My last post about Jeff Sessions hand washing his oatmeal bowl at work leads nicely into a topic I’ve been wanting to do a post about for a while now: the politics of dishes in the break room.

There’s a good chance you’ve seen a sign along the lines of:

YOUR MOTHER doesn’t work here.
Please clean up after yourself.

A couple thoughts.

1) The sign is sexist. (So don’t use it).

It assumes that the mother is the one who cleaned up after the reader in the reader’s home. We can go to town on this. Maybe the reader’s dad did more of the work. Maybe the reader had two dads. And on and on…

Someone could read it as being prescriptive (saying how things are supposed to be): mothers are supposed to clean up. I don’t see it that way. I see it as being descriptive: saying this may be the reality at your home, but you’re at work and there’s a different set of rules here. Which leads me to…

2) The sign is effective.

It communicates the message powerfully and clearly. But, since it’s sexist, it’s not okay to post a sign with the “your mother” opening. What would a non-sexist alternative look like?

While substitute teaching the year before I went to grad school, I saw a sign in the break room along these lines posted by the sink:

The person who normally cleans up after you at home doesn’t work here.
Please clean up after yourself.

So, it’s a gender-neutral version of the “your mother” sign. To my ear, it doesn’t pack the same punch.

I think part of that is that the audience for the original version of the sign isn’t really all people reading it. The intended audience is particular people, people who don’t do their dishes because they grew up having their mothers clean up their messes for them. In other words, its making a guess about what kind of people are leaving the dishes in the sink and why.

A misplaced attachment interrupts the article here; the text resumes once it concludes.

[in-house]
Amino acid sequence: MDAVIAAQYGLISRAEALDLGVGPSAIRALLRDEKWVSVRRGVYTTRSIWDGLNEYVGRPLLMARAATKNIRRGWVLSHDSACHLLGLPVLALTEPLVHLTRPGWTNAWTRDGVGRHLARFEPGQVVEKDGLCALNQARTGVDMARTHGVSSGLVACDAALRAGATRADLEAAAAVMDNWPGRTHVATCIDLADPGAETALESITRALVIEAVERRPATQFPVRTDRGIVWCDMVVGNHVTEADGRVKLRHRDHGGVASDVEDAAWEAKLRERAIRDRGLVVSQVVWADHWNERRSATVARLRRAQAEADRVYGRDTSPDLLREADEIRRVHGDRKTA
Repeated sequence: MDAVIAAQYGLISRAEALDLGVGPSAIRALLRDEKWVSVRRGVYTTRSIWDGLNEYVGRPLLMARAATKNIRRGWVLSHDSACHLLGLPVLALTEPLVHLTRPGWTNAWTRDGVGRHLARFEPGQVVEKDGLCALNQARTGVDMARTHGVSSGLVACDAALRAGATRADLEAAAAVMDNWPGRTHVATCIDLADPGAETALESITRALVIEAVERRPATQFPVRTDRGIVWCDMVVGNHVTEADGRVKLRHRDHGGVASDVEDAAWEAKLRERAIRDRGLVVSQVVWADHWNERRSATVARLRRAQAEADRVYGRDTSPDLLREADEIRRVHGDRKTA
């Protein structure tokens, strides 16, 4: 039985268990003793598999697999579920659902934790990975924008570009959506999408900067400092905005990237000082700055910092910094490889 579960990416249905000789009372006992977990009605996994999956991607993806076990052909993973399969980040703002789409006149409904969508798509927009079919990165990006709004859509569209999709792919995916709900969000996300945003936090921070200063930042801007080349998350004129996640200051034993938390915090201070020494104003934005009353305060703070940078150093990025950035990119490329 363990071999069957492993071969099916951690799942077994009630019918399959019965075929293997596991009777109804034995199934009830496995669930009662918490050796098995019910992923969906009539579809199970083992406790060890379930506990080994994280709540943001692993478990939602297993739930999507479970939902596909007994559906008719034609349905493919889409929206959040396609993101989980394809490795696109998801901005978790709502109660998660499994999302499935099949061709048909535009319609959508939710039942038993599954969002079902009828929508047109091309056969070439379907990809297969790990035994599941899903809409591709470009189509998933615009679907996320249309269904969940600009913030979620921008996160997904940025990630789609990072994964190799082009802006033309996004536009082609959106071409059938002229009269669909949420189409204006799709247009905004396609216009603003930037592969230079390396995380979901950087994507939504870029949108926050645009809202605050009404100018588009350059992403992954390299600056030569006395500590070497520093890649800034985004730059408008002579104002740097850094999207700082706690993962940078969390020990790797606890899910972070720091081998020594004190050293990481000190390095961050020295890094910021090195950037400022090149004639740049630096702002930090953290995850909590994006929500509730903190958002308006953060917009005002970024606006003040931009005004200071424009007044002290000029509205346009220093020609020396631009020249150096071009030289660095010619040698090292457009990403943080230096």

And I think the reason the original version works is because there’s some truth to those assumptions, though of course it’s often not that simple.

Crafting a better sign.

So the first version works but is sexist. The second version is no longer sexist, but kind of falls flat. What are some alternatives?

Here’s a direct one:


Okay, it does the job, but what if we want to catch readers’ attention by being interesting?

Here’s one from a break room shared by political scientists and economics at a university:

Tragedy of the Commons

It works because its making a lighthearted reference to a concept used in both disciplines.

A friend sent me this one from his work:


I like it because it’s positive, but also firmly makes the case for what needs to happen. He says it seems to be working, with people leaving dishes in the sink less frequently.

What about you? Do you have any favorite “do your dishes” signs from a workplace? If so, let me know in a comments, below.